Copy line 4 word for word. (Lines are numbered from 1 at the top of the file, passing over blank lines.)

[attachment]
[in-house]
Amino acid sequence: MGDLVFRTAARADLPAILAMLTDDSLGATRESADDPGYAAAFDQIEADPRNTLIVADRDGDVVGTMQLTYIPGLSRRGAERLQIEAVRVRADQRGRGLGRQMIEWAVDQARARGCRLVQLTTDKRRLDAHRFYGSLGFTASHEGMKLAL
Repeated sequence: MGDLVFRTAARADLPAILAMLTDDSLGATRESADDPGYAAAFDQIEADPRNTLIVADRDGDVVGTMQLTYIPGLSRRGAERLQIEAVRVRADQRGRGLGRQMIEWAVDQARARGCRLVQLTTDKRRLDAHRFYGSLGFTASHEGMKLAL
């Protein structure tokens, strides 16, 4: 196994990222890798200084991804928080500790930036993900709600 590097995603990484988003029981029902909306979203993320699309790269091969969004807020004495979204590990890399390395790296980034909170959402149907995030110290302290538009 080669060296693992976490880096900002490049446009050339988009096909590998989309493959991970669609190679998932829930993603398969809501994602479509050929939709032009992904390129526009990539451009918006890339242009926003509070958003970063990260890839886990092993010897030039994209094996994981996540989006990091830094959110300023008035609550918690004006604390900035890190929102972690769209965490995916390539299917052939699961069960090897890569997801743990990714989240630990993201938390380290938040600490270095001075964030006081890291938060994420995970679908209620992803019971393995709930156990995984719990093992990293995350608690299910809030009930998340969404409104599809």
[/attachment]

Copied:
């Protein structure tokens, strides 16, 4: 196994990222890798200084991804928080500790930036993900709600 590097995603990484988003029981029902909306979203993320699309790269091969969004807020004495979204590990890399390395790296980034909170959402149907995030110290302290538009 080669060296693992976490880096900002490049446009050339988009096909590998989309493959991970669609190679998932829930993603398969809501994602479509050929939709032009992904390129526009990539451009918006890339242009926003509070958003970063990260890839886990092993010897030039994209094996994981996540989006990091830094959110300023008035609550918690004006604390900035890190929102972690769209965490995916390539299917052939699961069960090897890569997801743990990714989240630990993201938390380290938040600490270095001075964030006081890291938060994420995970679908209620992803019971393995709930156990995984719990093992990293995350608690299910809030009930998340969404409104599809």